In recent years Phil has participated in the generation and management of over £420, 000 of research funding, over £330,000 of which was provided by EPSRC and ESRC. Involved in much of this research have been local public and private sector organizations as sponsors of research and as research sites for both data collection and for change-management interventions. This research has concerned a range of issues including: management control; corporate governance; contractor-client relations; evolving management roles. Recently Phil has engaged in ESRC sponsored research into "Benchmarking Good Practice in Qualitative Management Research" which is part of the ESRC Research Methodology Programme.
Currently Phil is a referee for a number of academic journals and reviews book proposals for several major academic publishers. He has also been a guest editor for the journal Management Decision and has recently been appointed as Associate Editor for a new international journal, Qualitative Research in Organizations and Management.
Phil's education includes: BA (Hons) Sociology (Sheffield); MSc Organization Development (CNAA); MSc Advance Educational and Social Research Methods (Open University); PhD Management and Organization (CNAA).
Phil has undertaken and published research mainly in the areas of epistemology, research methodology, management control, managing change, organization theory and business ethics. Although these outputs have been primarily orientated towards making a RAE contribution, he has also been concerned to make the outcomes of his research both influential upon the content of the programmes at the Management School and more accessible to our students. Here a key recent focus has been to develop materials appropriate to research training for Doctoral students particularly in the area of epistemology. Here, as with all areas of Phil's teaching, whether to undergraduates or postgraduates, his ethos is to enable students to develop a critical and reflexive understanding of how they engage with and come to an understanding of their worlds. This approach to teaching aims to develop in students the ability to interrogate their experience from a range of possible orientations and simultaneously critically reflect upon the variety of theoretical and philosophical assumptions and commitments they choose from and inevitably deploy in such sense –making. Hopefully the outcome is greater awareness of the choices we all have to make when interpreting what is going on around us – interpretations that influence how we see and do things and relate to significant others. By broadening the range of possible choices and potentially changing how we see the world, by changing the lens through which we look in a philosophically self-conscious manner, the idea is that we then can see alternative course of action to those which may currently dominate how things are done – issues surely important for anyone interested in changing how organizations operate and do thing for and to us all. Such an ethos in teaching is also reflected in his own research and the various organizations he has worked with to help their members move towards more democratic and inclusive forms of praxis. Publishing books has been a significant vehicle for disseminating aspects of his research and scholarship to a wider audience particularly in the areas of change management, methodology and epistemology.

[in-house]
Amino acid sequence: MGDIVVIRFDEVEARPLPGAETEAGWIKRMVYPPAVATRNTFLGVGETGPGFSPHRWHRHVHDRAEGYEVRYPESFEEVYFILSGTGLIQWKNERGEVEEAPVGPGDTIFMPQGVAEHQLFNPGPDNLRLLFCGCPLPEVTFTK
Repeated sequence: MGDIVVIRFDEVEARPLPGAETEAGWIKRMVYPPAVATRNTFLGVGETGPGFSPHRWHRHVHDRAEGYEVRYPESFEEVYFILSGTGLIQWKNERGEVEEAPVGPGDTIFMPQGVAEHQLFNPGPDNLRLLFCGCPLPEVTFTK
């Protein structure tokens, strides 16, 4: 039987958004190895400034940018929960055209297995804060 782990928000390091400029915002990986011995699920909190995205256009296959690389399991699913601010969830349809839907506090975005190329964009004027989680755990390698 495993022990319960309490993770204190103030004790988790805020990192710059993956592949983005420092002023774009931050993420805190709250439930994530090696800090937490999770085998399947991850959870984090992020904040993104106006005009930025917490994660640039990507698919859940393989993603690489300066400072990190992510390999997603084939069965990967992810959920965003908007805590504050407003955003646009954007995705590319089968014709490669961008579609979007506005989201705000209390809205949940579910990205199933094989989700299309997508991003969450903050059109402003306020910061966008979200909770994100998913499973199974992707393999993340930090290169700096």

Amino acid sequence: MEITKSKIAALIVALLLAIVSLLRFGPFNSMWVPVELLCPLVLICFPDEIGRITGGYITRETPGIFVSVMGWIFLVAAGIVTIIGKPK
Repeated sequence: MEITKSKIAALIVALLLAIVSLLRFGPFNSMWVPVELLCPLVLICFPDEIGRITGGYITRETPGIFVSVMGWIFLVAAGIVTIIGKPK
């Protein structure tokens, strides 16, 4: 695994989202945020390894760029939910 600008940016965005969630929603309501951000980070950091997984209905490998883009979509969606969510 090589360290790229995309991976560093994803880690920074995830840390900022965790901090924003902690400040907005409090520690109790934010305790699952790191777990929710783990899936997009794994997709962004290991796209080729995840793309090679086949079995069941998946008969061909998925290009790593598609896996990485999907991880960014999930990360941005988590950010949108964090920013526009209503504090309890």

Currently Phil supervises doctoral students undertaking research in organization behaviour and organization theory.